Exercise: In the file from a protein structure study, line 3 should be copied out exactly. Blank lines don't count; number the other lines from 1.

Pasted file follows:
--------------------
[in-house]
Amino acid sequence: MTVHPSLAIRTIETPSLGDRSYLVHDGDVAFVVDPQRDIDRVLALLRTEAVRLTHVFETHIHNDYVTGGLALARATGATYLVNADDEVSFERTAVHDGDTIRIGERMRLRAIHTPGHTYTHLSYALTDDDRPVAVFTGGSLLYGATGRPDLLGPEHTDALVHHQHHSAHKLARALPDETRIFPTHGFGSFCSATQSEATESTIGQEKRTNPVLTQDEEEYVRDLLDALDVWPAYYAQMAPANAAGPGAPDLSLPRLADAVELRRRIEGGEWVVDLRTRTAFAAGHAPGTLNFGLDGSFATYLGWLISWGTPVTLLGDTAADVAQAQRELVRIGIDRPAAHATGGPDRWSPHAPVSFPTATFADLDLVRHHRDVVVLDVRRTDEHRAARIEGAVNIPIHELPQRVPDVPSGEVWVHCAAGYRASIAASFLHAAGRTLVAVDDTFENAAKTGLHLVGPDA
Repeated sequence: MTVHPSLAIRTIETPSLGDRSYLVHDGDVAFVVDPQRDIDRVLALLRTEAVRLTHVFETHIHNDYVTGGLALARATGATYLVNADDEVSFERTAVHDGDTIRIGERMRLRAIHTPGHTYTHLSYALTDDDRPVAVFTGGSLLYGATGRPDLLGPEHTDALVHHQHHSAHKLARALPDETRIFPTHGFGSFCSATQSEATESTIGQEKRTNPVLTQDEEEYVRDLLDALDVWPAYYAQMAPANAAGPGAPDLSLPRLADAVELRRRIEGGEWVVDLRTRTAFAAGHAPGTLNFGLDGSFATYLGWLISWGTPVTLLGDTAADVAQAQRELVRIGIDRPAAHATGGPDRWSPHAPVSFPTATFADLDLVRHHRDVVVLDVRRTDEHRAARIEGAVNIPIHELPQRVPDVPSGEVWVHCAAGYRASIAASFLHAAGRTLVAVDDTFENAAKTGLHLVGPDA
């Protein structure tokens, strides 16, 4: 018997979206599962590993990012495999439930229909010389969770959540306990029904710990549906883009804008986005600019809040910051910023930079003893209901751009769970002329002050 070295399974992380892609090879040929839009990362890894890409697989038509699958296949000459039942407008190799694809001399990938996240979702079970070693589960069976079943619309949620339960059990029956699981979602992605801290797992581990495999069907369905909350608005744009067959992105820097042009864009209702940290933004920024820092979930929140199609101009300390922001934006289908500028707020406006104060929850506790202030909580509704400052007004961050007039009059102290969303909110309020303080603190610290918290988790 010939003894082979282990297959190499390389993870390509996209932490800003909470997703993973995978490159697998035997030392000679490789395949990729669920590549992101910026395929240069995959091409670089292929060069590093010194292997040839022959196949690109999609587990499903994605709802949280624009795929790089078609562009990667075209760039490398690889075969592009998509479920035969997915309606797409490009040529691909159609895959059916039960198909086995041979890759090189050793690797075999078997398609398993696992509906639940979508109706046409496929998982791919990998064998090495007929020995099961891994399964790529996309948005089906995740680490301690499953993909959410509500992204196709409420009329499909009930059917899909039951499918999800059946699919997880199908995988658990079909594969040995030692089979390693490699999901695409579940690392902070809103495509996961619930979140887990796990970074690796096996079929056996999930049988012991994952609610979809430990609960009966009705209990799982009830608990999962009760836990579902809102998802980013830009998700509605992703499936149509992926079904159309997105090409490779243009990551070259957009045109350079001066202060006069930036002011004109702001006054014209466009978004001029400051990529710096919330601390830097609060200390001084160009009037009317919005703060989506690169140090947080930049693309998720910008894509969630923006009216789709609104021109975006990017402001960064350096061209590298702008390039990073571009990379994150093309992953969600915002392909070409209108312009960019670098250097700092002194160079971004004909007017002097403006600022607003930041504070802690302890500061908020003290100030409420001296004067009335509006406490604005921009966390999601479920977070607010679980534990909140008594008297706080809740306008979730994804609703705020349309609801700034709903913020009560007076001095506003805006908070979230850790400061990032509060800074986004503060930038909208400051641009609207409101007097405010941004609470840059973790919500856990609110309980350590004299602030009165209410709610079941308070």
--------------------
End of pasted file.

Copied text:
Repeated sequence: MTVHPSLAIRTIETPSLGDRSYLVHDGDVAFVVDPQRDIDRVLALLRTEAVRLTHVFETHIHNDYVTGGLALARATGATYLVNADDEVSFERTAVHDGDTIRIGERMRLRAIHTPGHTYTHLSYALTDDDRPVAVFTGGSLLYGATGRPDLLGPEHTDALVHHQHHSAHKLARALPDETRIFPTHGFGSFCSATQSEATESTIGQEKRTNPVLTQDEEEYVRDLLDALDVWPAYYAQMAPANAAGPGAPDLSLPRLADAVELRRRIEGGEWVVDLRTRTAFAAGHAPGTLNFGLDGSFATYLGWLISWGTPVTLLGDTAADVAQAQRELVRIGIDRPAAHATGGPDRWSPHAPVSFPTATFADLDLVRHHRDVVVLDVRRTDEHRAARIEGAVNIPIHELPQRVPDVPSGEVWVHCAAGYRASIAASFLHAAGRTLVAVDDTFENAAKTGLHLVGPDA